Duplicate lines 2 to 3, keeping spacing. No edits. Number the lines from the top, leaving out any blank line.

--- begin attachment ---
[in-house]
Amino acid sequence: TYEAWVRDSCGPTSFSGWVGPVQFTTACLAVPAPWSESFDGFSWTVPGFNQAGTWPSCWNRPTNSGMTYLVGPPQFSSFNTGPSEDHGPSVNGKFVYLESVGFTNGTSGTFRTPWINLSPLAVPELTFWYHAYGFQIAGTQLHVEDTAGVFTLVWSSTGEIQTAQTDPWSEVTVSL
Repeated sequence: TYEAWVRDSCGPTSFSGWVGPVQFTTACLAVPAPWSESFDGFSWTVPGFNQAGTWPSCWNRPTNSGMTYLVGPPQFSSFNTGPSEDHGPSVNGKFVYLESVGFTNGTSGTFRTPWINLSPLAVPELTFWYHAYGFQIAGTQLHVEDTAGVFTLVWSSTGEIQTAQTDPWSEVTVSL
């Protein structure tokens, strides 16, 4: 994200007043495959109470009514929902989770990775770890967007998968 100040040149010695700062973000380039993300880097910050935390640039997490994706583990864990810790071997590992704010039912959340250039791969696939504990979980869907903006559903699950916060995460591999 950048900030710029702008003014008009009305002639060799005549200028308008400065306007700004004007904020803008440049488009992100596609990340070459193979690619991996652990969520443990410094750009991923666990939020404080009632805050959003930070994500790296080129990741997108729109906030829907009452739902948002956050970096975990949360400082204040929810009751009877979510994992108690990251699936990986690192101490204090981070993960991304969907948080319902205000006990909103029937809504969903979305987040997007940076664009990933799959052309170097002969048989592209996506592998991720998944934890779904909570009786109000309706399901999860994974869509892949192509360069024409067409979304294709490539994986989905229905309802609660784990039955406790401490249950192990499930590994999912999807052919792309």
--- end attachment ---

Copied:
Amino acid sequence: TYEAWVRDSCGPTSFSGWVGPVQFTTACLAVPAPWSESFDGFSWTVPGFNQAGTWPSCWNRPTNSGMTYLVGPPQFSSFNTGPSEDHGPSVNGKFVYLESVGFTNGTSGTFRTPWINLSPLAVPELTFWYHAYGFQIAGTQLHVEDTAGVFTLVWSSTGEIQTAQTDPWSEVTVSL
Repeated sequence: TYEAWVRDSCGPTSFSGWVGPVQFTTACLAVPAPWSESFDGFSWTVPGFNQAGTWPSCWNRPTNSGMTYLVGPPQFSSFNTGPSEDHGPSVNGKFVYLESVGFTNGTSGTFRTPWINLSPLAVPELTFWYHAYGFQIAGTQLHVEDTAGVFTLVWSSTGEIQTAQTDPWSEVTVSL